Snow Falling on Cedars

by

David Guterson

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Hatsue Miyamoto (Hatsue Imada) Character Analysis

Hatsue Miyamoto is the wife of Kabuo Miyamoto, the man accused of Carl Heine’s murder. She is known on San Piedro for her remarkable beauty. Hatsue was first Ishmael Chambers’s friend, and later, his teenage love. Because of the heightened prejudice against people of Japanese descent during WWII, the young couple was forced to keep their relationship secret. Hatsue broke off the relationship when the pain of lying to her family and to herself became too much for her to bear. Despite her feelings for Ishmael, her love for him was imperfect: she always nursed doubts about their relationship and felt torn between her desire for him and her duty towards her family and heritage. Because of this, Hatsue eventually marries Kabuo Miyamoto, who is also of Japanese descent, because their union feels “right” to her. Throughout the novel, Hatsue struggles to reconcile the duty she feels to honor her Japanese heritage with her desire to be part of the larger society. Hatsue wants to embrace her Japanese identity, but she also dreams of a world free of prejudice, where her ethnicity wouldn’t matter as much as it does. She takes refuge in nature, which lies beyond the grasp of society’s prejudices. Hatsue has a withheld quality to her personality. She keeps her thoughts to herself, and it’s often hard for other characters, like Ishmael, to know what she is thinking.

Hatsue Miyamoto (Hatsue Imada) Quotes in Snow Falling on Cedars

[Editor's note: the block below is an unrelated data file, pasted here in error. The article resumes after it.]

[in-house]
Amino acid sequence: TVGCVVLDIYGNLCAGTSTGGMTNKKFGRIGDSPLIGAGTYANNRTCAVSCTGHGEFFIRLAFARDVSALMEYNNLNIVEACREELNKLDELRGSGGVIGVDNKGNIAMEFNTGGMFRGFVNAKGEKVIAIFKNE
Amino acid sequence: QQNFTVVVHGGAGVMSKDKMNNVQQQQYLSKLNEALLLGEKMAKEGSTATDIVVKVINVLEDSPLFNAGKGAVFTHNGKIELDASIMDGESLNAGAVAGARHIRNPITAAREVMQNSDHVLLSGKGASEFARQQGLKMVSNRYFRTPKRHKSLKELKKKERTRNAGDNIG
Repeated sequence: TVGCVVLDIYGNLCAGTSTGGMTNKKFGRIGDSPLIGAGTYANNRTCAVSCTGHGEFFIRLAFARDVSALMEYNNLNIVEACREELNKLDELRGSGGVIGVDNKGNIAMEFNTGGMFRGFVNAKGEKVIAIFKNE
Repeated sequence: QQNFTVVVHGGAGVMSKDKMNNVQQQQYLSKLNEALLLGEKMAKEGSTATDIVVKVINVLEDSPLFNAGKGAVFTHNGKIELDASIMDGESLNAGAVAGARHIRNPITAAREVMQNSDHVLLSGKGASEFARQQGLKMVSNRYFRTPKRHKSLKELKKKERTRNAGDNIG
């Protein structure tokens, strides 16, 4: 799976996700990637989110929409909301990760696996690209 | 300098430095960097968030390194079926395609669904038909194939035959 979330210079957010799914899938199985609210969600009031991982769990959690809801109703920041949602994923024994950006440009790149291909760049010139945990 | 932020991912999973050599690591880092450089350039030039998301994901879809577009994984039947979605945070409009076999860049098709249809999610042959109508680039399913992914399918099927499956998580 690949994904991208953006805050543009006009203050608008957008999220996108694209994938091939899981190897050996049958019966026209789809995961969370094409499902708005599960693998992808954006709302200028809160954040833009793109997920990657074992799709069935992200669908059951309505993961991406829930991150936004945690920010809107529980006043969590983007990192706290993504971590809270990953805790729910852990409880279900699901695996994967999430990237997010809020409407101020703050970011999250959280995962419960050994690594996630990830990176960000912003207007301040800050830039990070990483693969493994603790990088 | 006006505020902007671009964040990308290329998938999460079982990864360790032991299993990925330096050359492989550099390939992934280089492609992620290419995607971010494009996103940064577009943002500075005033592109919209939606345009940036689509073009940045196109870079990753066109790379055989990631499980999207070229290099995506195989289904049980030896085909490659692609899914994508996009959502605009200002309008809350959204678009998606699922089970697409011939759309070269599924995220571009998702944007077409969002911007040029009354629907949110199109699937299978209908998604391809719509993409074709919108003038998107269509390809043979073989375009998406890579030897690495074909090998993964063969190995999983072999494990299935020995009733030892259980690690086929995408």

The Snow Falling on Cedars quotes below are all either spoken by Hatsue Miyamoto (Hatsue Imada) or refer to Hatsue Miyamoto (Hatsue Imada). For each quote, you can also see the other characters and themes related to it (each theme is indicated by its own dot and icon, like this one:
Racism and Prejudice Theme Icon
). Note: all page numbers and citation info for the quotes below refer to the Vintage edition of Snow Falling on Cedars published in 1995.
Chapter 8 Quotes

The inside of the tree felt private. He felt they would never be discovered here. […] The rain afforded an even greater privacy; no one in the world would come this way and find them inside this tree.

Related Symbols: The Cedar Tree
Page Number: 111
Explanation and Analysis:
Chapter 14 Quotes

“That is the fundamental difference, Hatsue. We bend our heads, we bow and are silent, because we understand that by ourselves, alone, we are nothing at all, dust in a strong wind, while the hakujin believes his aloneness is everything, his separateness is the foundation of his existence. He seeks and grasps, seeks and grasps for the separateness, while we seek union with the Greater Life—you must see that these are distinct paths we are traveling, Hatsue, the hakujin and we Japanese.”

Page Number: 201
Explanation and Analysis:

She was of this place and she was not of this place, and though she might desire to be an American it was clear, as her mother said, that she had the face of America’s enemy and would always have such a face.